We can’t tell you which 49 companies at American Underground raised funds over the last year, but we can highlight the 10 companies that made up almost $19 million of the $29.8 million raised. 
Note that these companies are all headquartered at American Underground. Companies like Docker and Guidebook have employees that work in the space, but including their venture dollars would increase the total by hundreds of millions—Docker alone raised $113 million in 2015.
Also, these are the top 10 companies that have reported dollars raised. There could be companies that qualify for this list, but that haven’t made Form D filings with the SEC. The full report was released yesterday during American Underground’s annual finale (which included an epic video).
Check out the list:


2015 raise: $5.7 million
Investors include: The Rockefeller Foundation, VRBO founder David Clouse, Sovereign’s Capital, Cherokee Investment Partners, local angels Brent Burgess of Triangle Capital and Domenic Mancuso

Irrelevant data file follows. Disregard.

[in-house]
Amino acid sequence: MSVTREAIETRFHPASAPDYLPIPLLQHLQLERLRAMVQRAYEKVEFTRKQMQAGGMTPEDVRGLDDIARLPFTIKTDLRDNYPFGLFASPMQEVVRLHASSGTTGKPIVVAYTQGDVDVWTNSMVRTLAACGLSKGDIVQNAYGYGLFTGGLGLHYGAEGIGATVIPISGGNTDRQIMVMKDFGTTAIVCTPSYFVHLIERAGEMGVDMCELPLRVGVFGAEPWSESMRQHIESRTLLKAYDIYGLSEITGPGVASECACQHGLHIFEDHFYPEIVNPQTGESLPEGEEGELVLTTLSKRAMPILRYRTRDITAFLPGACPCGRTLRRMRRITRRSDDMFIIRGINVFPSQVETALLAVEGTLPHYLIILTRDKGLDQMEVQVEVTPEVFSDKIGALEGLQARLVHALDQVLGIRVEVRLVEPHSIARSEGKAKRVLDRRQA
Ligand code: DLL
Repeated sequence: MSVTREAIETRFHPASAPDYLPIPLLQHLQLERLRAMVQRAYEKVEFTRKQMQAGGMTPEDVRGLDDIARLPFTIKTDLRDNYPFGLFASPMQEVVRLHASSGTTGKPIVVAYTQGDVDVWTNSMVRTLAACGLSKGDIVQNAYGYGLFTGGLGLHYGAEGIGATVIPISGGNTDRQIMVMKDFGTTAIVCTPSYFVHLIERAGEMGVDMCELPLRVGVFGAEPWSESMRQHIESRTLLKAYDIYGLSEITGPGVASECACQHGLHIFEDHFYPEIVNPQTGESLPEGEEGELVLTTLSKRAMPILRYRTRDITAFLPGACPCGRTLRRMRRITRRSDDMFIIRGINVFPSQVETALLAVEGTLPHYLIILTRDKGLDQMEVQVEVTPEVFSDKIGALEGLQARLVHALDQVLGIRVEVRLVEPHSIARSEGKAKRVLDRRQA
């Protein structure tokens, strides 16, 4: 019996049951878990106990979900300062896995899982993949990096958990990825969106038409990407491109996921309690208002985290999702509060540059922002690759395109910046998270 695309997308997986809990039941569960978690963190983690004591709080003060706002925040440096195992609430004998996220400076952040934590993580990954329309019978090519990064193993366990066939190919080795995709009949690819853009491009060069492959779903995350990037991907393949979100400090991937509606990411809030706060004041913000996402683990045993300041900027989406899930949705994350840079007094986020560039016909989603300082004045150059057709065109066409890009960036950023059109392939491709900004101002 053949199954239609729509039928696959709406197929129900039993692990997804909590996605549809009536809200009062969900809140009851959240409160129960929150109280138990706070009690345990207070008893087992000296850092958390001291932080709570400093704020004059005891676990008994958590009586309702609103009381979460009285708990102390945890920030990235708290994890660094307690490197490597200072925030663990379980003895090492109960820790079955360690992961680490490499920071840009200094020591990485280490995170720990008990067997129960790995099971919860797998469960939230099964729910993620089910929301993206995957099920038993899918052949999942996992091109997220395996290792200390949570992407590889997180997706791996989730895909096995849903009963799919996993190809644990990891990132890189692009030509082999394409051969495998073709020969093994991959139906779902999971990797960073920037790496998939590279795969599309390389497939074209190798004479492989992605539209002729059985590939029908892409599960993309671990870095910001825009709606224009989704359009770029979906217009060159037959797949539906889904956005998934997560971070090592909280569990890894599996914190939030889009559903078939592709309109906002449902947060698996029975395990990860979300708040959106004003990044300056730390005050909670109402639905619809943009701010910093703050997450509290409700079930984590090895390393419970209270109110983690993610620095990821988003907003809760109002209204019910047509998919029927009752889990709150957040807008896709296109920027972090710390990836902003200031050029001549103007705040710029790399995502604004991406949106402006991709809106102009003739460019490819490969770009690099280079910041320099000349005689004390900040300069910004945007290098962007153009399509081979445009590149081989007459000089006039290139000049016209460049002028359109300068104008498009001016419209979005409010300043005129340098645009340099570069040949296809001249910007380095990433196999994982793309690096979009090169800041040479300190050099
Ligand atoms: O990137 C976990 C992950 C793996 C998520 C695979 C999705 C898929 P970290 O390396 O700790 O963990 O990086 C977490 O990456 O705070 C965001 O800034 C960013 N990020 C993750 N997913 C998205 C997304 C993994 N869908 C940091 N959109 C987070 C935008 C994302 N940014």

The back story: CloudFactory offers a unique combination of software and people to help companies like ESPN, Deloitte and UNC perform data-heavy tasks like captioning, transcribing or checking to be sure formatting is correct. What makes it extra unique is that the people are in Africa, and CloudFactory empowers them with both a job and skills to become leaders in fighting poverty in their communities. The company is growing 100 percent year-over-year, with 10 headquarters staff in Durham, 130 full time employees in Nepal and thousands of “cloudworkers”. Here’s the full profile on ExitEvent.


2015 raise: $2.1 million
Investors include: Duke Angel Network, Cofounders Capital, Triangle Angel Partners, RTP Capital + more than 85 other funds and angels since 2011
The back story: Though only its CEO is based in Durham, many of its largest funders are local and the EdTech startup expects to add employees here in the future. This startup evolved from research about effective test-taking from MIT and offers both free and paid training for the SAT and ACT. What makes it unique is the mix of online training and coaching from instructors, as well as a nearly full proof predictor of scores at any point during the training.  Here’s the full profile.


2015 raise: $2 million
Investors include: Providence Health Ventures, Techstars, Kima Ventures & local angels like Lauren Whitehurst